What is Geothermal Energy?

You have heard of solar power, wind power and water power through turbines built into dams, but have you heard of geothermal energy?

Geothermal Energy is another form of renewable energy and it involves the heat being generated by the earth itself. It has a number of applications when it comes to household and business electricity needs, too, making it highly valuable to society.

The heat is usually held in rock masses like granite or generated by steam from heated underwater supplies. There are four primary kinds of geothermal energy including:

  • Hot springs that have been heated by volcanic activity and generate steam;
  • Hot sedimentary aquifers that have been heated by rocks or crustal heat flow;
  • Enhanced geothermal systems which are located in the center of rocks deep beneath the earth’s crust and;
  • Direct use systems are underground water supplies that are hotter than those on the earth’s surface.

While this technology might be in its infancy compared to other renewable sources, there are geothermal power plants located around the world. And there are ongoing exploration efforts continuing in India to try and locate geothermal sources which could one day be used to power our homes and businesses.

How can we use geothermal energy for our electricity needs?

The primary method of electricity production at geothermal plants is steam and there are three different kinds of plants; dry steam, flash steam, and binary cycle.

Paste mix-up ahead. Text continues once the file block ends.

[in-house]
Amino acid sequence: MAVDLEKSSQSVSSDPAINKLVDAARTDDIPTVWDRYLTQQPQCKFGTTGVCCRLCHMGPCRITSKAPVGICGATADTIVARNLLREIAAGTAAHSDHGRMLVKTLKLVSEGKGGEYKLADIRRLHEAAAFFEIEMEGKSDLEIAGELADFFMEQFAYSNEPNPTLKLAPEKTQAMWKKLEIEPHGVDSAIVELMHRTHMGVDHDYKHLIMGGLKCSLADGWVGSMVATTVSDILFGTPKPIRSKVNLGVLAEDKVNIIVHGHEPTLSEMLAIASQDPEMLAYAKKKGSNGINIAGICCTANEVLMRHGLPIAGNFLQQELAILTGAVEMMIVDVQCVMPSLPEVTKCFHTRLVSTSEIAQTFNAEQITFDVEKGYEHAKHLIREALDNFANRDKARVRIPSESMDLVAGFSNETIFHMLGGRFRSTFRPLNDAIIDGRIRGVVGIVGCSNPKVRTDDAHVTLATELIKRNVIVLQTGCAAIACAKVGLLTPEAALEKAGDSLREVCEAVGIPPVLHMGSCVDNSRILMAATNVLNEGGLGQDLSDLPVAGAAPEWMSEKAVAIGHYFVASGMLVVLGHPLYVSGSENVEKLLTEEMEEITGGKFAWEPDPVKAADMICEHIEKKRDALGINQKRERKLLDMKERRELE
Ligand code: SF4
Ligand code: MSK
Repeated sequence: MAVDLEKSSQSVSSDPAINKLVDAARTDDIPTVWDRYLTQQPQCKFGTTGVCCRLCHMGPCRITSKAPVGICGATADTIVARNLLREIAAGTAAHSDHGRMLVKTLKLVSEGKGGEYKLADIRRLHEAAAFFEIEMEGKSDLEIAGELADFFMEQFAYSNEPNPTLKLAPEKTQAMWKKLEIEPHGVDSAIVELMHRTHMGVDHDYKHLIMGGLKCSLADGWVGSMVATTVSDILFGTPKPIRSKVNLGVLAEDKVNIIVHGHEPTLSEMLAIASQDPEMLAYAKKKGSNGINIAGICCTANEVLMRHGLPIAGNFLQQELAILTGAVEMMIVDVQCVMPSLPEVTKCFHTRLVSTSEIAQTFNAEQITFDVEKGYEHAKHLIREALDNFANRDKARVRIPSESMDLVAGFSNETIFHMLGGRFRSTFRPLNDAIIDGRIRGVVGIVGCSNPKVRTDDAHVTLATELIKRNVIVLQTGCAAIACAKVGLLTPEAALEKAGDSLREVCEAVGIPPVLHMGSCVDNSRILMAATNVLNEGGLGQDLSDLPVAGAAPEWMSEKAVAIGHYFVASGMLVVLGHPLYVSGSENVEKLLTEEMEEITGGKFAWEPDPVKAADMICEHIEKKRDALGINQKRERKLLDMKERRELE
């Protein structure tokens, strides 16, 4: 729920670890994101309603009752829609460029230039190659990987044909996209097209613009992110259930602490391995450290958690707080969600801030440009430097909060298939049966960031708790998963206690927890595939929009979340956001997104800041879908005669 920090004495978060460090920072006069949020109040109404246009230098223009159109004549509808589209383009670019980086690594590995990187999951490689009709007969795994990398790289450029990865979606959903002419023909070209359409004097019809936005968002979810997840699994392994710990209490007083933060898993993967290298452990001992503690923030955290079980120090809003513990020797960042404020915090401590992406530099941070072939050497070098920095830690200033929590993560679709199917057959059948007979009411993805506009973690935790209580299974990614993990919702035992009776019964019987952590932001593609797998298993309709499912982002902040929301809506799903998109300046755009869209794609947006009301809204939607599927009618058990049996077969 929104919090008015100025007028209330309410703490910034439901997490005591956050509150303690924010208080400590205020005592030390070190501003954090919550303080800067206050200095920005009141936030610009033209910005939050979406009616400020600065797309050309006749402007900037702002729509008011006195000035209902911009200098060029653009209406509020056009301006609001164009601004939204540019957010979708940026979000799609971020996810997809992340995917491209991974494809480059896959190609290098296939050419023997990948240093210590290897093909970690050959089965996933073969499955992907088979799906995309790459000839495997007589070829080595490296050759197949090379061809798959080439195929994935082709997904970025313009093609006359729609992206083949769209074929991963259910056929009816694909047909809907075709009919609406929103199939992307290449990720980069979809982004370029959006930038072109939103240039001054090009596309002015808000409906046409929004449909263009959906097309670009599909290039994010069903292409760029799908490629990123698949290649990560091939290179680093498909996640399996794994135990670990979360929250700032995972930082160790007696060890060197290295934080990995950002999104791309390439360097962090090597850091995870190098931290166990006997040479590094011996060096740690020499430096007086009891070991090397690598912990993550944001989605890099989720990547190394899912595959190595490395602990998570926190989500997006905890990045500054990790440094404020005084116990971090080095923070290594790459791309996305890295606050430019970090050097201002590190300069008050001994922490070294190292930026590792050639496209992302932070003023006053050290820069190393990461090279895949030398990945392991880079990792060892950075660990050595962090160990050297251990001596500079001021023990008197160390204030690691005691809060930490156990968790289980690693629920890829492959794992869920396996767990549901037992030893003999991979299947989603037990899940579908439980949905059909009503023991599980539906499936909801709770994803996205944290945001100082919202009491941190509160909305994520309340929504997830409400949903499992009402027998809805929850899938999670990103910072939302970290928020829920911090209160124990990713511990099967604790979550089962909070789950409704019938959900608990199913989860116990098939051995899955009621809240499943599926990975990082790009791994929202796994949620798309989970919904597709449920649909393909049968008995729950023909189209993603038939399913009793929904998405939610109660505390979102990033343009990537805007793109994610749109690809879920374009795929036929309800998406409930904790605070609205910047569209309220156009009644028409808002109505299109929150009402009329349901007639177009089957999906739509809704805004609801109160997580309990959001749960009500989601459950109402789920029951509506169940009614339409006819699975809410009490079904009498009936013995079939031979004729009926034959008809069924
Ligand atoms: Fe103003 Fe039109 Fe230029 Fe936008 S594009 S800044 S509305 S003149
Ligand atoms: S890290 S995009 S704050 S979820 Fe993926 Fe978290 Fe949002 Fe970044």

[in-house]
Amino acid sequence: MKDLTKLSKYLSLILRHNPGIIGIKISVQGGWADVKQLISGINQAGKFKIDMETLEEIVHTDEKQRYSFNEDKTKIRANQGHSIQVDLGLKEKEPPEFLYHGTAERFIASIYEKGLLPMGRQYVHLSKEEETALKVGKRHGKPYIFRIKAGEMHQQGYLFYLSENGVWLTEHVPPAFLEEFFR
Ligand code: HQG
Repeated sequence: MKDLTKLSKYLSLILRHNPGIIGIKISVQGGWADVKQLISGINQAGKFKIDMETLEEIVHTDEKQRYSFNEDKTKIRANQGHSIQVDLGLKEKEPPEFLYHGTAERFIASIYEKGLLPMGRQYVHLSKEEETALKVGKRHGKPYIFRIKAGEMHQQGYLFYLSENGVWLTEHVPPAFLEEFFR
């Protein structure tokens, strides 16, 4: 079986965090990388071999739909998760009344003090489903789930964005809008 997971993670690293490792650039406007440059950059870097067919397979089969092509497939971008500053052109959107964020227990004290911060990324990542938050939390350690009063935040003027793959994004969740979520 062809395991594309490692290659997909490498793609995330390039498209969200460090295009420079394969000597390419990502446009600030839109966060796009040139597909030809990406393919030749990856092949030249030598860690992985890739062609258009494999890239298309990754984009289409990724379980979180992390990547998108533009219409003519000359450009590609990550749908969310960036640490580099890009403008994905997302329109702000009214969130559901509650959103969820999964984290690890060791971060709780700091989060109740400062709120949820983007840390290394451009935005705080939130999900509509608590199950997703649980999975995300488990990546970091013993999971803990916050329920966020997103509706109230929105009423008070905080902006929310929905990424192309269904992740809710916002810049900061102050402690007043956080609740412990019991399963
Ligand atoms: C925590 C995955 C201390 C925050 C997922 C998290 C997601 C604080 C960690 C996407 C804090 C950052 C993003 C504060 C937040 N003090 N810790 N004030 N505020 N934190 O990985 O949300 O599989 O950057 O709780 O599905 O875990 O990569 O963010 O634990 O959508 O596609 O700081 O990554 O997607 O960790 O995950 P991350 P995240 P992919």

• Dry steam extracts the product directly from beneath the surface of the earth and directs them into a turbine or generator unit. There are only two active dry steam plants active in the world at present, The Geysers in northern California and Yellowstone National Park in Wyoming – home of a popular tourist attraction and geyser, Old Faithful.
  • Flash steam power plants are more common and tap into underground water supplies where the hot water is allowed to rise up through wells under its own pressure. As it nears the surface boiling water turns into steam which is funnelled into turbines or generators.
  • Binary cycle power plants use water (not boiling) to heat an organic compound with a low boiling point which is vaporized and directed into a turbine.

Why India is a prime candidate for the use of geothermal energy?

Although there is no current commercial production of geothermal energy in India, there is plenty of exploration work being conducted and there are promising signs that we could begin production in the near future.

There are three main barriers standing between Indians and the use of geothermal energy including:

  • Location: more exploration and documentation of viable sources needs to be carried out
  • Tapping into it: Methods need to be developed and funded to extract the hot fluids from the underground reservoirs and
  • Finances: The up-front capital costs presently vastly outweigh the commercial benefit

Exploration projects are continuing though and there is hope that with great untapped reserves beneath the surface that one day we could use geothermal energy as a viable renewable source.

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